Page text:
Wednesday, 26 May 1999

Don's Delight

Oh dear... I was asked by the Guardian to contribute to their rather fun "Don's Delight" short column in which academics (quite a distinguished lot as I recall) were asked for an account of the "book that changed their lives".

Now academics are a funny lot (aren't we..) and some were writing more to enhance their reputation (shall we say) then with an eye to veracity - or entertainment. Some pretty unlikely and dreary tomes were thus claimed as pivotal.

Inevitably I came to this a bit tongue in cheek and rather than saying The Aeneid of Virgil or whatever, I wrote the short contribution below. To a large extent it is true too - the book did empower me in an unexpected way and started me, as it did so many others, off along an interesting journey that I'm still enjoying today.

Curiously enough it generated a heap of interest too and a lot of correspondence that explored how today's computer users are relatively disenfranchised - they are tool users rather than tool makers...

Anyway, here's the piece:

I am an inveterate reader with a passion for reading that started early and shows no sign of diminution today. My reading was and still is eclectic. I read anywhere and everywhere and for a professor steeped in new technology have retained an unlikely love for the texture and smell of printed paper.

However, picking the book that changed my life from the many that have simply made a contribution is not a trivial task; there have been so many books that one way or another nudged me in a new direction: Enid Blyton left me with an unquenchable thirst for adventure and a completely misplaced optimism that all would be well in the end that I retain today, Shaw's Prefaces awakened my political soul, the dismal circles of Dante's Inferno cautioned me against futility, I adore Chaucers Canterbury Tales for the sounds and rhythms, Bach's Jonathan Livingstone Seagull encouraged me to strive for (elusive) perfection, Marcuse's One Dimensional Man convinced me change could be made to happen whilst Ransomes beloved Swallow and Amazons fed my love of sailing and my children's a generation later. Together with a thousand other books they helped make me what I am, warts and all.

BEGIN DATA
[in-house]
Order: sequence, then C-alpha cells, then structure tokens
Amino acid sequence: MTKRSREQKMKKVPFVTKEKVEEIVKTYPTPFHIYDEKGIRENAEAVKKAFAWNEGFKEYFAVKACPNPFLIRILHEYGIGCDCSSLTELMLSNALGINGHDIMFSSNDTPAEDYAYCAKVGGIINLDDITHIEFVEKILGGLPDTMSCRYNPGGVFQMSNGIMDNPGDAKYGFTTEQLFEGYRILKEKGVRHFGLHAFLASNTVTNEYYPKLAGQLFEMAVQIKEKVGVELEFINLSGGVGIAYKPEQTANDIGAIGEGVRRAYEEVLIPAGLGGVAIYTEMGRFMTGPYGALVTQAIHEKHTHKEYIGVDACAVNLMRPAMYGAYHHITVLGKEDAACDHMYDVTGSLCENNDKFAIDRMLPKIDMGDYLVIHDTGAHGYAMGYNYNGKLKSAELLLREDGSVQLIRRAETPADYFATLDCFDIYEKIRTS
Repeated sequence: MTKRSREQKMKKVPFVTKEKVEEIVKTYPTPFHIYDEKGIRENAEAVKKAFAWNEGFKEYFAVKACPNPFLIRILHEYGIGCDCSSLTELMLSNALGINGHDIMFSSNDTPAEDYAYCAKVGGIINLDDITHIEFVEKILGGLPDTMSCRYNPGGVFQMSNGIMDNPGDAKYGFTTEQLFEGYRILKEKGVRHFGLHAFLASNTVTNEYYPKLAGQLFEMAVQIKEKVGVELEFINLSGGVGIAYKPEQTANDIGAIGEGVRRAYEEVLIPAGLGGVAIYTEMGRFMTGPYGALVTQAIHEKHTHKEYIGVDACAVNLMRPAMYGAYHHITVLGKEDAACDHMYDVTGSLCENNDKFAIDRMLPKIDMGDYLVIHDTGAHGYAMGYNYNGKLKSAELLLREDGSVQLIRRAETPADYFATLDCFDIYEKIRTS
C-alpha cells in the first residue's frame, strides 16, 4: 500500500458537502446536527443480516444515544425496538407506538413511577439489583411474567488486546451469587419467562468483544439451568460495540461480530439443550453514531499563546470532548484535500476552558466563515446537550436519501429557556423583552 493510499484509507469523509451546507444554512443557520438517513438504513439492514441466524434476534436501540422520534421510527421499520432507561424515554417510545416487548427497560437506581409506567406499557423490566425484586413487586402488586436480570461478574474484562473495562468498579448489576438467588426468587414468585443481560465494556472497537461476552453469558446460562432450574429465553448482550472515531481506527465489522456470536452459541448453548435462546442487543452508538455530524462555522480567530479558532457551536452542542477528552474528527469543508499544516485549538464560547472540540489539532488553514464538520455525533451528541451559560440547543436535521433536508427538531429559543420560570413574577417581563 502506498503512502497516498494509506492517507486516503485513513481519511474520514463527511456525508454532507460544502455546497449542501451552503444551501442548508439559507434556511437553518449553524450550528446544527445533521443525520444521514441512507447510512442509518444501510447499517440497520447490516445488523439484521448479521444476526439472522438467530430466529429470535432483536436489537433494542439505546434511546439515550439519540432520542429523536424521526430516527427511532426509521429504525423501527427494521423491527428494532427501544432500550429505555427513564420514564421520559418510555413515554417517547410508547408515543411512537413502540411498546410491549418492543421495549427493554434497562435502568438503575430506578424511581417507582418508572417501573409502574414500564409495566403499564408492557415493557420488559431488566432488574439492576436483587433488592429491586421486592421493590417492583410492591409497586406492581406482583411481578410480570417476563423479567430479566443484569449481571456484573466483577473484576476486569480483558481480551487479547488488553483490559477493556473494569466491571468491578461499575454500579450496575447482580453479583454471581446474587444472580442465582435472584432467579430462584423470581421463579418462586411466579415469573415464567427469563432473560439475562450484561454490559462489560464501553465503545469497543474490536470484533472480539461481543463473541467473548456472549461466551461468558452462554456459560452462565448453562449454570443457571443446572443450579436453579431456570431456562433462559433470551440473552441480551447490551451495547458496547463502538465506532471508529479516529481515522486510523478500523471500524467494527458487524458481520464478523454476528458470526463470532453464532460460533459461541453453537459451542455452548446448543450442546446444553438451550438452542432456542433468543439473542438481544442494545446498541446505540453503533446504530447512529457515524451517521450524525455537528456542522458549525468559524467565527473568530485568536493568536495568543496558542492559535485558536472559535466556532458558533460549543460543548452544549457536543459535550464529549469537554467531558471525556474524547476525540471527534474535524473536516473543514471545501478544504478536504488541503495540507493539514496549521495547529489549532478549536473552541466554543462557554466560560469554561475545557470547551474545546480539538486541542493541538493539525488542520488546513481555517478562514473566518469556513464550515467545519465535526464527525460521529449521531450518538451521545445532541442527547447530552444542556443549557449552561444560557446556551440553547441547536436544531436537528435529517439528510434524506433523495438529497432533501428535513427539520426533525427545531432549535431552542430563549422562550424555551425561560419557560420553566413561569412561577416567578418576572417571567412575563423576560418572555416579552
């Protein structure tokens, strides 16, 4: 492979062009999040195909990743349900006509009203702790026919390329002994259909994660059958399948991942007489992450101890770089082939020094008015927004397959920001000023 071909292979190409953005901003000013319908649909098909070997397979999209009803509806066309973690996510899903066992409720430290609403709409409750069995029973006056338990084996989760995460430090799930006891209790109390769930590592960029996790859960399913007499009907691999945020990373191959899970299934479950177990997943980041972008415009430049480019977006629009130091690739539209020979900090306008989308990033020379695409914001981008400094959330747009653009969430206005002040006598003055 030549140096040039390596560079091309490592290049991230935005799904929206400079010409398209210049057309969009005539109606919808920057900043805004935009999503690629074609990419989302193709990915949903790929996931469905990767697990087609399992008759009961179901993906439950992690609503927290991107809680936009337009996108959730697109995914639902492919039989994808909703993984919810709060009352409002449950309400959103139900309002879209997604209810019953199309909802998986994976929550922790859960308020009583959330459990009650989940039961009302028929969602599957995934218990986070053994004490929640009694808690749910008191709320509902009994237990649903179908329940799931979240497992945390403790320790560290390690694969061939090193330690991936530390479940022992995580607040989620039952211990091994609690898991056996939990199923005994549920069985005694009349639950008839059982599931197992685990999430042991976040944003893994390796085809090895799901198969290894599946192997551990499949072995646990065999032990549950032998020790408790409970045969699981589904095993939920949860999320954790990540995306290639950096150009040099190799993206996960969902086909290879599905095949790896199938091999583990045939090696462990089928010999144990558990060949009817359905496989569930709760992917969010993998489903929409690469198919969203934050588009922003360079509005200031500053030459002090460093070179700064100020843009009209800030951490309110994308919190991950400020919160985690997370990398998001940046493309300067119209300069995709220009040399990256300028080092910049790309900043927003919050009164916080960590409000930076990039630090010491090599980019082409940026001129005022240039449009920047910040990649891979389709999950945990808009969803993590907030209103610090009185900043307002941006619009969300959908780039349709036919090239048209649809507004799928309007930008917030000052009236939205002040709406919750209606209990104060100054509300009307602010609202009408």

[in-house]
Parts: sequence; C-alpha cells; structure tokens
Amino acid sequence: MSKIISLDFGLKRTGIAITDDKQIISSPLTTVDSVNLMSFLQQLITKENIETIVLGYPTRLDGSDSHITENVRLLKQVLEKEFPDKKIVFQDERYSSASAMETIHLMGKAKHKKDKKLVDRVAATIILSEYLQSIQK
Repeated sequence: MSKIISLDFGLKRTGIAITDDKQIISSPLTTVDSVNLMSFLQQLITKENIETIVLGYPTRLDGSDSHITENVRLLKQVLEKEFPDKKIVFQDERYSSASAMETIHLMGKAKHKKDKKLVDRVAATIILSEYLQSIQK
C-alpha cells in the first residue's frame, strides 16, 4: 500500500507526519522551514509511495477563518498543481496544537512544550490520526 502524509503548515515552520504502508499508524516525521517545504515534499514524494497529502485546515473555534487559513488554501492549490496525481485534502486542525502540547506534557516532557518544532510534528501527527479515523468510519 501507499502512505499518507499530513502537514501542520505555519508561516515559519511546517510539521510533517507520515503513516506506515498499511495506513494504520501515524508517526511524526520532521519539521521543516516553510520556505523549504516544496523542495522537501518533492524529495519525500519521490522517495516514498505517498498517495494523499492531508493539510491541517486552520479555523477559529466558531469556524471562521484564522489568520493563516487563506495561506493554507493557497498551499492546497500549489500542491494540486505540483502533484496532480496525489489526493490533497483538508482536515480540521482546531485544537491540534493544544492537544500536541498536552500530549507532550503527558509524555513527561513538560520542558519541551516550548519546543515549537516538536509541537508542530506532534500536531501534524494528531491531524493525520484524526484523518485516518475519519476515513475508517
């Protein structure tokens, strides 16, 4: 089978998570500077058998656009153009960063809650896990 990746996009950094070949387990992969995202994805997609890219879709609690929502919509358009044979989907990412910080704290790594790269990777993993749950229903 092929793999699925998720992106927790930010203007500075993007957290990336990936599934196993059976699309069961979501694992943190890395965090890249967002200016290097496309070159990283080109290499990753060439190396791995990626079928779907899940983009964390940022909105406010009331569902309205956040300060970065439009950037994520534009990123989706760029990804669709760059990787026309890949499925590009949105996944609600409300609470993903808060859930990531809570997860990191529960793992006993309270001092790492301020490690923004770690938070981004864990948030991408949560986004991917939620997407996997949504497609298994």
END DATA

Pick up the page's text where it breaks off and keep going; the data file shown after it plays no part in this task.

But the single book that really changed my life was one that showed me how to harness and tame technology; it convinced me that people, with the right tools, could be part of an information and communication revolution where they could actively control what was on their screens and swap their passive lives as couch-potatoes for creative lives as contributors.

The book? Sinclair ZX81 Basic Programming Guide by Steven Vickers. It came free with my Sinclair ZX81 and was the only book in the box. It probably still is the most boring book in the world and, looking back at a copy here in my computer archives, largely incomprehensible. It contains advice about peeking and poking, RAM and ROM and other previously implausible pairings. But in the depths of its turgid prose ("you will find you can use X$ as input data without any trouble") lay the key that liberated me through technology in a way that the great cluncky mainframes of my student days never could. It literally changed my life and began a people's revolution that is running yet.

© Stephen Heppell 1999

1 comment:

  1. Fascinating to read about your ZX81 Guide. I work as a volunteer at The National Museum of Computing (Bletchley Park). We have a room of Beebs and for some people their love of the Beeb User Guide is as strong as the Beeb itself. We have an interesting collection Stephen from Colossus through 65 years and all developed by volunteers. I hope to build a classroom of Beebs c1984. If you ever have time, come see us at the Museum - I would love to show you around, a real trip down memory lane and perhaps an opportunity for a learning resource to help inform the future. (Google TNMOC) and you can get me on